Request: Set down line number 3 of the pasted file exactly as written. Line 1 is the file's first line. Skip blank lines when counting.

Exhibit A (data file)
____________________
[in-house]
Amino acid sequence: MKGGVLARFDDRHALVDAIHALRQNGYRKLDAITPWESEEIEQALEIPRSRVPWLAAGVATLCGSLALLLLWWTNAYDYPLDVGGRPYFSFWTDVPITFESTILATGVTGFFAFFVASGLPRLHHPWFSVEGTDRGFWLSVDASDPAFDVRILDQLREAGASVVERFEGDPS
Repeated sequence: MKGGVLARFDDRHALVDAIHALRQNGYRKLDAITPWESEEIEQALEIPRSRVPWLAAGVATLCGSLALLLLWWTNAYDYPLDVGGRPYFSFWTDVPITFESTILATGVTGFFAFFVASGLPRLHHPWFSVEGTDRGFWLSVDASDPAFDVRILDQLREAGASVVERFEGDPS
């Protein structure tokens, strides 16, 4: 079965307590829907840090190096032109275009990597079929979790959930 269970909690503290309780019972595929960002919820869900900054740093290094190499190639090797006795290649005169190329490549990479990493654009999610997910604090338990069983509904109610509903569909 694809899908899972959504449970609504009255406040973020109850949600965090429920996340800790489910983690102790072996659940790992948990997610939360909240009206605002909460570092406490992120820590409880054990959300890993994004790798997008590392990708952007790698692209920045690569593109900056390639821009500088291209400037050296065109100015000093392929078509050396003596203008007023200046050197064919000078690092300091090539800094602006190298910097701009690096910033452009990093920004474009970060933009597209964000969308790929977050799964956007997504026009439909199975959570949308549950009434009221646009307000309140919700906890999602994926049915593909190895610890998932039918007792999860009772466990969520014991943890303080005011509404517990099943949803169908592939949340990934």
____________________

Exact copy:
Repeated sequence: MKGGVLARFDDRHALVDAIHALRQNGYRKLDAITPWESEEIEQALEIPRSRVPWLAAGVATLCGSLALLLLWWTNAYDYPLDVGGRPYFSFWTDVPITFESTILATGVTGFFAFFVASGLPRLHHPWFSVEGTDRGFWLSVDASDPAFDVRILDQLREAGASVVERFEGDPS